Letters for the week of November 25, 2020

Who pays the cost?

This letter is in response to a recent opinion on an “Emission-Free Future.” Before commenting, I need to state that I absolutely believe in climate change and the causes of it. I also believe all levels of society must take technically feasible, cost-effective steps that are fully analyzed to reduce climate-causing emissions from as many sources as possible. This opinion piece presented a number of statements/opinions with no facts to justify these positions, nor was the full scope of the proposed changes disclosed.
Increasing the use of electricity in our homes and businesses is the right approach when these changes are technically feasible, economically viable and accepted by our community. So, as we increase the demand for electricity, where does this extra electricity come from? Renewables is the common goal, but where are the renewables installed? Eastern Washington? Can Bellingham secure the extra renewable electricity when other cities and companies are taking similar actions to increase their demand for renewable electricity? Offshore wind farms?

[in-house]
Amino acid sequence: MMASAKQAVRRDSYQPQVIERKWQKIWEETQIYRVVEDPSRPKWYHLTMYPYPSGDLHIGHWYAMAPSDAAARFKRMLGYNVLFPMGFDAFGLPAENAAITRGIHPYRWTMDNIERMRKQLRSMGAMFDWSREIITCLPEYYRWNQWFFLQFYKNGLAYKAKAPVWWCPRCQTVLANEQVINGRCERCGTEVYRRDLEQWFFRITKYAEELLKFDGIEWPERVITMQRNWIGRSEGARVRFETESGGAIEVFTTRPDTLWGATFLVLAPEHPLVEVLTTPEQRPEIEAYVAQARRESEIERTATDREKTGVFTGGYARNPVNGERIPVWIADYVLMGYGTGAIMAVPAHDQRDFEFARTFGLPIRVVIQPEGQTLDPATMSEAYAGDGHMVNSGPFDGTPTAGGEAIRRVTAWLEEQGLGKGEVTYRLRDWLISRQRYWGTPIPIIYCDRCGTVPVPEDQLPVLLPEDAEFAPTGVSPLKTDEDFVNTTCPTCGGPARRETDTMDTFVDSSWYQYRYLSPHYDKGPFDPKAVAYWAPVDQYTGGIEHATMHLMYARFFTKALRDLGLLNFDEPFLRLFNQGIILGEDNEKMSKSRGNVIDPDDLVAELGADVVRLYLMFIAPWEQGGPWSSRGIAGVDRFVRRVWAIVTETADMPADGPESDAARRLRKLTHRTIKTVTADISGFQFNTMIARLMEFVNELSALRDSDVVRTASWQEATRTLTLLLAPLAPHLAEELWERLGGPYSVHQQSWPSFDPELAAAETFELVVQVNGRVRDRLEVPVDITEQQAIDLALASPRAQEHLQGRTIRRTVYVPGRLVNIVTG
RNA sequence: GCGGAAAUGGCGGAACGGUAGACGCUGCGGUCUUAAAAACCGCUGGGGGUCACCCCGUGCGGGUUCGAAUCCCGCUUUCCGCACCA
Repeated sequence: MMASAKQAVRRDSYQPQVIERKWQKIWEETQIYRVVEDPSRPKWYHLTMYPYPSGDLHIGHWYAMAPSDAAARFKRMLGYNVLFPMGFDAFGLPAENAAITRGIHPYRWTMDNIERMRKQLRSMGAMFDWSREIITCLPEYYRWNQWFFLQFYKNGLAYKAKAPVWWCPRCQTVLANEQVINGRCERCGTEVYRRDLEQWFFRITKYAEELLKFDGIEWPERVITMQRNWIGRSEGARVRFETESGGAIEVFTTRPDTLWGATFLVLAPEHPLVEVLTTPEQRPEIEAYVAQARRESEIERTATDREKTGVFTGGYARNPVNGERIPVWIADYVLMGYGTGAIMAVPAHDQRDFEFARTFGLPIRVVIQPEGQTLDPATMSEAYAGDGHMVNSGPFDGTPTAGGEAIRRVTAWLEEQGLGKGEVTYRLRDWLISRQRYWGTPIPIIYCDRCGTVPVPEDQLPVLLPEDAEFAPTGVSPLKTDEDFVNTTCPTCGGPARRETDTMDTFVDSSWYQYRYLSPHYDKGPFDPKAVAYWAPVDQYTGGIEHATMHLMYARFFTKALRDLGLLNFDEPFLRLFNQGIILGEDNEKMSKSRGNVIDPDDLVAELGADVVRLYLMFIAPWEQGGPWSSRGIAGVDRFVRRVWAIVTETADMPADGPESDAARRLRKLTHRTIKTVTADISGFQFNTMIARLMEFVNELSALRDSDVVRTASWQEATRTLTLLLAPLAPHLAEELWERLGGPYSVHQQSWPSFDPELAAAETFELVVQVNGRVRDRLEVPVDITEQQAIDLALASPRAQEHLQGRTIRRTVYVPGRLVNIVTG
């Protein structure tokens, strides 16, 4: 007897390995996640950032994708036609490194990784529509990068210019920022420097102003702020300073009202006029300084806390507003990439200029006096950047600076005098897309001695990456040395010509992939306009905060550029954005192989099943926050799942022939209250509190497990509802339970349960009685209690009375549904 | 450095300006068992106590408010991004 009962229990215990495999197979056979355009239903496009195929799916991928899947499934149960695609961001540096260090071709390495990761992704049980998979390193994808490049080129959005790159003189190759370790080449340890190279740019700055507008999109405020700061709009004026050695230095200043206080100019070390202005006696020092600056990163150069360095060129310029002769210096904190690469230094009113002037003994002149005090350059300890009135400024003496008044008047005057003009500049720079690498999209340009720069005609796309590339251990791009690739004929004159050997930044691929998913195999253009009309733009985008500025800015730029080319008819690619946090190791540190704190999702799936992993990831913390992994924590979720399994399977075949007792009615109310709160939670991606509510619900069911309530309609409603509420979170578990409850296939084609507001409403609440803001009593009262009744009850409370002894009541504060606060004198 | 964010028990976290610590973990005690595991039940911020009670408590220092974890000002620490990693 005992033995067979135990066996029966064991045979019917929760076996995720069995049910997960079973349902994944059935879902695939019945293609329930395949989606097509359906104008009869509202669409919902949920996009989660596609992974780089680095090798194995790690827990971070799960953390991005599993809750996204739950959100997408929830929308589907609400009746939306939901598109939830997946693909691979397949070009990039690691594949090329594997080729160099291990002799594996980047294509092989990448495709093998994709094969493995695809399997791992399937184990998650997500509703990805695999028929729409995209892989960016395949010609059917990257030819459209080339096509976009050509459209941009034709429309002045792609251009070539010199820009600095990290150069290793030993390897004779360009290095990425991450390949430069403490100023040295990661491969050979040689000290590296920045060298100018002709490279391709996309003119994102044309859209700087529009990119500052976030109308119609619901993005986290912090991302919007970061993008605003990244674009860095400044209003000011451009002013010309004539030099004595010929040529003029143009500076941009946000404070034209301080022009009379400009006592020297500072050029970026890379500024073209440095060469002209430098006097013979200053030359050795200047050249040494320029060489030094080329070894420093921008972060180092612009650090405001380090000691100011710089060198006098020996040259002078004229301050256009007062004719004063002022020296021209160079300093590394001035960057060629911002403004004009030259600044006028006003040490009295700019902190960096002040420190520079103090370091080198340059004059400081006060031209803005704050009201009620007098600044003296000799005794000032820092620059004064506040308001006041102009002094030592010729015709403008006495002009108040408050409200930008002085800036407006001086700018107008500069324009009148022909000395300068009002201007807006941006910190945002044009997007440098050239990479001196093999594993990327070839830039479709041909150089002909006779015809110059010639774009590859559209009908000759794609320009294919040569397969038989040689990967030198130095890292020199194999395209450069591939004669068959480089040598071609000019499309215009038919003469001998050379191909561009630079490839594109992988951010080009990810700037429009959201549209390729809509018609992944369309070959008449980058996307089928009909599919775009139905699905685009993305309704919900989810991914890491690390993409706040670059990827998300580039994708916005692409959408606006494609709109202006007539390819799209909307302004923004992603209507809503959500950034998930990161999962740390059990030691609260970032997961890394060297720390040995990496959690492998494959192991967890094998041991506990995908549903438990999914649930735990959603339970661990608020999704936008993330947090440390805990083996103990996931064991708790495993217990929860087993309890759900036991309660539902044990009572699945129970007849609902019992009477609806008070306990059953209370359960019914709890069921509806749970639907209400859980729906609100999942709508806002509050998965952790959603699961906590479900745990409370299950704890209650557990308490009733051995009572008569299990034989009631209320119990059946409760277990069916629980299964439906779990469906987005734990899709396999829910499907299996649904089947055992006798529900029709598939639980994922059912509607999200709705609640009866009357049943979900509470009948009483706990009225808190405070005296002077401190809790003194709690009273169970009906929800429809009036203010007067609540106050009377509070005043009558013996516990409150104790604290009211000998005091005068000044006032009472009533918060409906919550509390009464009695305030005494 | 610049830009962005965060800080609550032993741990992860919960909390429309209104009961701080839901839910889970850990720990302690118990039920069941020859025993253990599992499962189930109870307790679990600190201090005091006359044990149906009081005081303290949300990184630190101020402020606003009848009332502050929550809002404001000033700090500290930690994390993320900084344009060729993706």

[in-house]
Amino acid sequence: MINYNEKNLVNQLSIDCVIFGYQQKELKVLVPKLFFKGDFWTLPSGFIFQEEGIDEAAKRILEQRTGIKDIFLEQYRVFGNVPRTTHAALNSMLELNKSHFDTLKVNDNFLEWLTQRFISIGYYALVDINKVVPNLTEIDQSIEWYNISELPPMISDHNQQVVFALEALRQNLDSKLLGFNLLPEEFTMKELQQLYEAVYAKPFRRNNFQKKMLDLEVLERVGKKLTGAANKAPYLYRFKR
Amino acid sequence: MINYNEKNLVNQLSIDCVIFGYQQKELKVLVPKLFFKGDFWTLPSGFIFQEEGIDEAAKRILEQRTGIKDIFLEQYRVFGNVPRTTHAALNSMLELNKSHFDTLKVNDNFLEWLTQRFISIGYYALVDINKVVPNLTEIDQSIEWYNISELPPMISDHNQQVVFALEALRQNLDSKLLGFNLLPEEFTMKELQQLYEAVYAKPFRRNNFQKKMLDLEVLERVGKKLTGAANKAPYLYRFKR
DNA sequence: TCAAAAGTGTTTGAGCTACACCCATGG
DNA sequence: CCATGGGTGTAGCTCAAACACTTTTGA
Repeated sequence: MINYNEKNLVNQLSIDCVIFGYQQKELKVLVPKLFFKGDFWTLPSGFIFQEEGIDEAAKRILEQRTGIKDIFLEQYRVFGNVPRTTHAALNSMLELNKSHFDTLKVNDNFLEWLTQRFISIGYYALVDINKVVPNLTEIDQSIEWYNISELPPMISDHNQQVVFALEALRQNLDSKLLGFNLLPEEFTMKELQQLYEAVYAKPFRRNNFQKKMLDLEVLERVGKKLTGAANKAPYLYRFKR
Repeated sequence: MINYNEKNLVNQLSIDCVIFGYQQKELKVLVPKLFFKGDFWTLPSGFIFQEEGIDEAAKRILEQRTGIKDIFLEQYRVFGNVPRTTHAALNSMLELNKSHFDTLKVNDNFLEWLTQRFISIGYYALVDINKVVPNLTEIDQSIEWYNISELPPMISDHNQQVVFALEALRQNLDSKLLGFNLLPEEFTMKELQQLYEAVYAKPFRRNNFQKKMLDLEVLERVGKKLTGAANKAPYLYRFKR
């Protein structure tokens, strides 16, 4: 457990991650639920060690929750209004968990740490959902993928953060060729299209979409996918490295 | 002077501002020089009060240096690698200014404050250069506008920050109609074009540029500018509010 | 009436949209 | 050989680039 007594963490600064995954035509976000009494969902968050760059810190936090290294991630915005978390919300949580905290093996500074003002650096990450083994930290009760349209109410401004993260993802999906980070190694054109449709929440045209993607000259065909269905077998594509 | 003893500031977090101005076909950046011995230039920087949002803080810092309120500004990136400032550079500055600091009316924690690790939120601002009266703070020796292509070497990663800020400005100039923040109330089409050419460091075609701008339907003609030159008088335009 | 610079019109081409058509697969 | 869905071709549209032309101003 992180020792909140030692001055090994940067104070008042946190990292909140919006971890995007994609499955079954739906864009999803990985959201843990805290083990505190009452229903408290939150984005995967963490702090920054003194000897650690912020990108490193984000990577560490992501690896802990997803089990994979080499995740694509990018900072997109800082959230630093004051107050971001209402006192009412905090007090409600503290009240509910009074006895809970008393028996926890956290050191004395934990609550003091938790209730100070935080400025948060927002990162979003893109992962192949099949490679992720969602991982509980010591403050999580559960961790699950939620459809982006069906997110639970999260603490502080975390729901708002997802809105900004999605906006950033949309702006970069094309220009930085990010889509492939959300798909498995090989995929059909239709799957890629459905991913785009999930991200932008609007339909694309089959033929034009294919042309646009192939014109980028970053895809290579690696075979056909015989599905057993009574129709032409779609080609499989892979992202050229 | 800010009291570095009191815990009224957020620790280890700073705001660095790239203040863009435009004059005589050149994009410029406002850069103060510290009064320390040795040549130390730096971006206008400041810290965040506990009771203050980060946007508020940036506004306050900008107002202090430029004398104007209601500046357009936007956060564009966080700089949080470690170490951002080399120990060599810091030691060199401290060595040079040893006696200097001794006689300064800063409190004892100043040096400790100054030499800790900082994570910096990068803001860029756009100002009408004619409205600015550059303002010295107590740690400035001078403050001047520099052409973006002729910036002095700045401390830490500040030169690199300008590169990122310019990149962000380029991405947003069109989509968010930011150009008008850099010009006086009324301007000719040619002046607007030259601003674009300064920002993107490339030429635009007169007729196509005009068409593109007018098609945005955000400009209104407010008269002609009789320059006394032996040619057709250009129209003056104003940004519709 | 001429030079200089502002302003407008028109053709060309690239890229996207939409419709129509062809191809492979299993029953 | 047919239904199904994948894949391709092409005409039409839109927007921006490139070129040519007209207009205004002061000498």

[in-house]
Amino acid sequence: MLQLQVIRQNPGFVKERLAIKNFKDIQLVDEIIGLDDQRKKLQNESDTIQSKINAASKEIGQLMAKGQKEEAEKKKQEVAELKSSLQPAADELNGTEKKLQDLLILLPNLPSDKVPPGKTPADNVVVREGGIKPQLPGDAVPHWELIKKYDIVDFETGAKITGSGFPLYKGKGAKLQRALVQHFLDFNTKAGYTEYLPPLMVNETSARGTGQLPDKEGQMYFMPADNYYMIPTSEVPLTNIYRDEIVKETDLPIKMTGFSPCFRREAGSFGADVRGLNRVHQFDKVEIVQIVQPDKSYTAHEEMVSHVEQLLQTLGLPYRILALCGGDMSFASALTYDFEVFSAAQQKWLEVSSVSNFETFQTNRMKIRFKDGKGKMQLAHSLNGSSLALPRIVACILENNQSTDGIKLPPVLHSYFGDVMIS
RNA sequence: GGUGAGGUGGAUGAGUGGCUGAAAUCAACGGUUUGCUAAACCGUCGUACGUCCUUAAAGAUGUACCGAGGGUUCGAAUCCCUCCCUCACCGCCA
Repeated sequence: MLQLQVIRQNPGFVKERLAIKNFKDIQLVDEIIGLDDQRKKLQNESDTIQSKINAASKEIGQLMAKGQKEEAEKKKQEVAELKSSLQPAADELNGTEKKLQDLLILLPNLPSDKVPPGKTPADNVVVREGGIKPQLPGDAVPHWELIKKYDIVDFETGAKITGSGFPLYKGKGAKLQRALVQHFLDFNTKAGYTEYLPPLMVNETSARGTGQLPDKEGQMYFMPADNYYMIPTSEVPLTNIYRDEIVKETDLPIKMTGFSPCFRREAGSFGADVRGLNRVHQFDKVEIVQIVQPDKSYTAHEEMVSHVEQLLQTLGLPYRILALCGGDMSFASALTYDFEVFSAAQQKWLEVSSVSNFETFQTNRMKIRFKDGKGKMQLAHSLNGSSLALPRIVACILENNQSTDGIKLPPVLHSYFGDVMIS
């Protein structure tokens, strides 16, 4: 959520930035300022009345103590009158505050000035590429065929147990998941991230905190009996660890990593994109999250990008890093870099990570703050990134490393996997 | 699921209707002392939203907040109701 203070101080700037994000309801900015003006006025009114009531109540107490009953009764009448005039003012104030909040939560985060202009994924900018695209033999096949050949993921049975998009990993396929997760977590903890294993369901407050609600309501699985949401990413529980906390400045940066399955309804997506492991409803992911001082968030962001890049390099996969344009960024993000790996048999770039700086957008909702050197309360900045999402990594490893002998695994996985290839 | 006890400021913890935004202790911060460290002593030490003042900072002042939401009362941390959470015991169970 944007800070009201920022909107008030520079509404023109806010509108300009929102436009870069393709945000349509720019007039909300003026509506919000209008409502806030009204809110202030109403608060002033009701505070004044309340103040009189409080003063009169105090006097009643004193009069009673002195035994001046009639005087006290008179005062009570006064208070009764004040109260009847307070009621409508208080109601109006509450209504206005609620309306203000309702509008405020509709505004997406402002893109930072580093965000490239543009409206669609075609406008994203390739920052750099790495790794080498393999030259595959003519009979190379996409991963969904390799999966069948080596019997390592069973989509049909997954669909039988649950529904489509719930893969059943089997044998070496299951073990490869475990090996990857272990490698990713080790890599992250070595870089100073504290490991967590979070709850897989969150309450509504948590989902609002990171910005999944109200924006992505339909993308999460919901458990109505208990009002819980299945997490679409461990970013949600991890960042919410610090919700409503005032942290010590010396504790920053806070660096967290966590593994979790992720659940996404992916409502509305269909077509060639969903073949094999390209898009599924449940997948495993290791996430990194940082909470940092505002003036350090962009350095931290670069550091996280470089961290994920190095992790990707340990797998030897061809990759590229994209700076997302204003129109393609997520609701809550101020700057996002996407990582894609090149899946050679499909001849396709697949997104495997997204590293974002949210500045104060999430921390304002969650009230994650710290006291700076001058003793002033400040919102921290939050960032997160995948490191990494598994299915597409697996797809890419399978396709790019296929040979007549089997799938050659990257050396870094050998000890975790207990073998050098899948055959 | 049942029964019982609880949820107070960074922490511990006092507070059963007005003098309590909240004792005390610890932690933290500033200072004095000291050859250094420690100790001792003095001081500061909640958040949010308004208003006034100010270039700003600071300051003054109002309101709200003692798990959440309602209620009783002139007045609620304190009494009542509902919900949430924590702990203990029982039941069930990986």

Unfortunately, the ocean floor off of Washington and Oregon is too deep for the current off-shore wind farm technology. Work is slowly beginning to develop this technology, but when will it be available on a commercial scale? What will happen to the supply, cost and reliability of the electrical supply to western Washington if the hydro dams on the Columbia and Snake rivers are removed as many people are demanding? An electrical supply system that is dependent on multiple sources of renewable energy requires a new electrical grid or distribution system. History tells us that trying to expand the electrical grid systems in the United States and Canada brings out the ultimate in NIMByism, so how will this new grid be put in place? Lastly, who will pay for all of these changes to our electrical system, including the cost of stranded assets for homeowners and businesses?
The opinion implies the burning of natural gas in our homes or within the City of Bellingham increases the exposure to certain chemicals. However, the article provides no data on the existing concentration of these chemicals in our homes or the COB at large. There are many reliable established standards from universities, medical institutions, OSHA, the EPA, etc. that discuss allowable exposure limits to chemicals. There are established air-modeling practices to use to analyze an existing condition (currently burning natural gas) versus a new condition (substantial reduction in natural gas consumption in the COB). Was one of these air models used to establish the existing and future conditions to justify these proposed changes?